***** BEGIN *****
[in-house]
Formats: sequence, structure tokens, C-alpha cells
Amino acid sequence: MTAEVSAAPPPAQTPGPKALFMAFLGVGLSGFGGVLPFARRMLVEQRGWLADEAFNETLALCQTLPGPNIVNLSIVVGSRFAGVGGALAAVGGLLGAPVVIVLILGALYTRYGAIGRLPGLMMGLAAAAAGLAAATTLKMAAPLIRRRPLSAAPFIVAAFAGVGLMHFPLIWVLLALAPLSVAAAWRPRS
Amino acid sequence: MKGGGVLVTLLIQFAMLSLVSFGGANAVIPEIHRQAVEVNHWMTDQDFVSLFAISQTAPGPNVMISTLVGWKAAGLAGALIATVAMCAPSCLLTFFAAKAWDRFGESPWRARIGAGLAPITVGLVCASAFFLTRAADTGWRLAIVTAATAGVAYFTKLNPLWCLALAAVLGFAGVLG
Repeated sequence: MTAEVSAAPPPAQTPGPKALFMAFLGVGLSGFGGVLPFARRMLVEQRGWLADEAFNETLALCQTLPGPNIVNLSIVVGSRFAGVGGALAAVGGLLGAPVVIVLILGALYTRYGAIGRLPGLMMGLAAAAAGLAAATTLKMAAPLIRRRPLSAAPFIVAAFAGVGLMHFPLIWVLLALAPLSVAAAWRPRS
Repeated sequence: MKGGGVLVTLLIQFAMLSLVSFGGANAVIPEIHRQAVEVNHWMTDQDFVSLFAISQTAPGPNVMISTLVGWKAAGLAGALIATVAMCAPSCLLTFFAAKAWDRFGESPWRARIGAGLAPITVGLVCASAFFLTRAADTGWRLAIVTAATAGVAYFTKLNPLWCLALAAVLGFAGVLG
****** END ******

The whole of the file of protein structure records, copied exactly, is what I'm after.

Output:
[in-house]
Formats: sequence, structure tokens, C-alpha cells
Amino acid sequence: MTAEVSAAPPPAQTPGPKALFMAFLGVGLSGFGGVLPFARRMLVEQRGWLADEAFNETLALCQTLPGPNIVNLSIVVGSRFAGVGGALAAVGGLLGAPVVIVLILGALYTRYGAIGRLPGLMMGLAAAAAGLAAATTLKMAAPLIRRRPLSAAPFIVAAFAGVGLMHFPLIWVLLALAPLSVAAAWRPRS
Amino acid sequence: MKGGGVLVTLLIQFAMLSLVSFGGANAVIPEIHRQAVEVNHWMTDQDFVSLFAISQTAPGPNVMISTLVGWKAAGLAGALIATVAMCAPSCLLTFFAAKAWDRFGESPWRARIGAGLAPITVGLVCASAFFLTRAADTGWRLAIVTAATAGVAYFTKLNPLWCLALAAVLGFAGVLG
Repeated sequence: MTAEVSAAPPPAQTPGPKALFMAFLGVGLSGFGGVLPFARRMLVEQRGWLADEAFNETLALCQTLPGPNIVNLSIVVGSRFAGVGGALAAVGGLLGAPVVIVLILGALYTRYGAIGRLPGLMMGLAAAAAGLAAATTLKMAAPLIRRRPLSAAPFIVAAFAGVGLMHFPLIWVLLALAPLSVAAAWRPRS
Repeated sequence: MKGGGVLVTLLIQFAMLSLVSFGGANAVIPEIHRQAVEVNHWMTDQDFVSLFAISQTAPGPNVMISTLVGWKAAGLAGALIATVAMCAPSCLLTFFAAKAWDRFGESPWRARIGAGLAPITVGLVCASAFFLTRAADTGWRLAIVTAATAGVAYFTKLNPLWCLALAAVLGFAGVLG